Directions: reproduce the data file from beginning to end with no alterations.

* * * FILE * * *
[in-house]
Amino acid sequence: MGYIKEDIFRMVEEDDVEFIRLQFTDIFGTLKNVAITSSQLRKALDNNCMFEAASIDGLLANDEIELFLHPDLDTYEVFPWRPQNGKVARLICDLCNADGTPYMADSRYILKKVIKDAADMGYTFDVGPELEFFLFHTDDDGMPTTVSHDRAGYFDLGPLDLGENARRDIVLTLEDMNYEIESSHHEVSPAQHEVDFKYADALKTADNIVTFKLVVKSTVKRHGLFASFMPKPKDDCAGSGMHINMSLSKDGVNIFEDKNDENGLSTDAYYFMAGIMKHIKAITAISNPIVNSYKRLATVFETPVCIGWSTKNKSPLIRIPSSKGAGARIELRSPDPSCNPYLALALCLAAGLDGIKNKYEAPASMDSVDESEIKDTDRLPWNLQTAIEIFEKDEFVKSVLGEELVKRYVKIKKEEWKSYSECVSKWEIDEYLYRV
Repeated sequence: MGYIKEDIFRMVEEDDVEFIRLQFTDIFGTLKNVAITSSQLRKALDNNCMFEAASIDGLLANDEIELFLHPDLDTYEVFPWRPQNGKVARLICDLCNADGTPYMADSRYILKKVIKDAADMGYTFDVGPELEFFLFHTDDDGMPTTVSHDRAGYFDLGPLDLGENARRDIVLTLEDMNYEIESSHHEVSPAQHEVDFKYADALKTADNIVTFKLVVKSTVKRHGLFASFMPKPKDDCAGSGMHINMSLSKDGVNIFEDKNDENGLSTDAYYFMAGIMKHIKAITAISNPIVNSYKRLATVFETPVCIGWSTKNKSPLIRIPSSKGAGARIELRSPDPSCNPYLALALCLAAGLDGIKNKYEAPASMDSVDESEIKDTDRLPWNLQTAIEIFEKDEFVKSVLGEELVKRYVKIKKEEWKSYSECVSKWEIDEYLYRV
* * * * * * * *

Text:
[in-house]
Amino acid sequence: MGYIKEDIFRMVEEDDVEFIRLQFTDIFGTLKNVAITSSQLRKALDNNCMFEAASIDGLLANDEIELFLHPDLDTYEVFPWRPQNGKVARLICDLCNADGTPYMADSRYILKKVIKDAADMGYTFDVGPELEFFLFHTDDDGMPTTVSHDRAGYFDLGPLDLGENARRDIVLTLEDMNYEIESSHHEVSPAQHEVDFKYADALKTADNIVTFKLVVKSTVKRHGLFASFMPKPKDDCAGSGMHINMSLSKDGVNIFEDKNDENGLSTDAYYFMAGIMKHIKAITAISNPIVNSYKRLATVFETPVCIGWSTKNKSPLIRIPSSKGAGARIELRSPDPSCNPYLALALCLAAGLDGIKNKYEAPASMDSVDESEIKDTDRLPWNLQTAIEIFEKDEFVKSVLGEELVKRYVKIKKEEWKSYSECVSKWEIDEYLYRV
Repeated sequence: MGYIKEDIFRMVEEDDVEFIRLQFTDIFGTLKNVAITSSQLRKALDNNCMFEAASIDGLLANDEIELFLHPDLDTYEVFPWRPQNGKVARLICDLCNADGTPYMADSRYILKKVIKDAADMGYTFDVGPELEFFLFHTDDDGMPTTVSHDRAGYFDLGPLDLGENARRDIVLTLEDMNYEIESSHHEVSPAQHEVDFKYADALKTADNIVTFKLVVKSTVKRHGLFASFMPKPKDDCAGSGMHINMSLSKDGVNIFEDKNDENGLSTDAYYFMAGIMKHIKAITAISNPIVNSYKRLATVFETPVCIGWSTKNKSPLIRIPSSKGAGARIELRSPDPSCNPYLALALCLAAGLDGIKNKYEAPASMDSVDESEIKDTDRLPWNLQTAIEIFEKDEFVKSVLGEELVKRYVKIKKEEWKSYSECVSKWEIDEYLYRV